When making the second version of the horned headdress – the horned hennin for the January 2018 Historical Sew Monthly challenge – I learned that in the time period this was depicted in my main inspiration images, fashions were changing very quickly, and being ‘out of fashion’ became a more significant social issue. With that in mind, I decided to dig a bit deeper to see if I wanted to make a new garment to accompany this new hat.
While I started the millinery project just with the thought of exploring the style for a friend who wanted to make one – once it was done I thought it might also be useful for the elevation celebration costume for Philippe, who will be elevated to the order of the Laurel (in the SCA) this spring. Continue reading →
Horned Hennin hat version 2 in dark red cotton velvet with faux pearl and metal embellishment
A while ago I made my first horned (or heart-shaped) hennin. Recently, a friend commented about wanting to make one of her own, but as we were discussing styles, I realized that she wanted a different style than what I had in mind.
I was tickled with the idea of trying a different method (and being able to help her do the same) so decided to look a little more at this style, to try to make a new horned hennin of my own.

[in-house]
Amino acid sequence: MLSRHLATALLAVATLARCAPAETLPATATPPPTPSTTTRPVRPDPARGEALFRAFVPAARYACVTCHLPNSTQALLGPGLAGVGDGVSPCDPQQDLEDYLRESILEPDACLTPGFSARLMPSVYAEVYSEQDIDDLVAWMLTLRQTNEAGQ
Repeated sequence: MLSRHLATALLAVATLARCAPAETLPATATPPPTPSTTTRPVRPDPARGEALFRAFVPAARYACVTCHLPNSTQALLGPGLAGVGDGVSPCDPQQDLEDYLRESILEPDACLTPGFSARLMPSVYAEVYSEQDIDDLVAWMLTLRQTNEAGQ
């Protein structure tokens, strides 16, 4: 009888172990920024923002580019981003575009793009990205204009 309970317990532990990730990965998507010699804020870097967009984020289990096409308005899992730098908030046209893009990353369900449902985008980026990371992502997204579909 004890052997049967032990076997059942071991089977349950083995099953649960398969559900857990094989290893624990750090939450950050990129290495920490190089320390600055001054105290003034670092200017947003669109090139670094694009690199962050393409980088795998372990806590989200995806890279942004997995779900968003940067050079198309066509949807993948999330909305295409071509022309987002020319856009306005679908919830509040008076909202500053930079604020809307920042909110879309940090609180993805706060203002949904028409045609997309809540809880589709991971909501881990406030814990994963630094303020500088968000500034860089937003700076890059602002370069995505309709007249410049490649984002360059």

My friend wanted to make a “Christine de Pizan double horned hat”, which led me to images like this:
My German Renaissance Split-Brim hat with grey ostrich feathers worn with my black velveteen Gollar and my Cranach gown costume.
In mid-January the SCA barony I live in celebrated the step-up of a new Baron and Baroness, who have German personas. To recognize their elevation in a symbolic kind of way, several of us planned to add German elements to our existing costumes. As I wasn’t entirely sure if I could pull together a new German gown in time for the coronet, I decided to start with accessories. First the Gollar I already posted about, and next a new hat.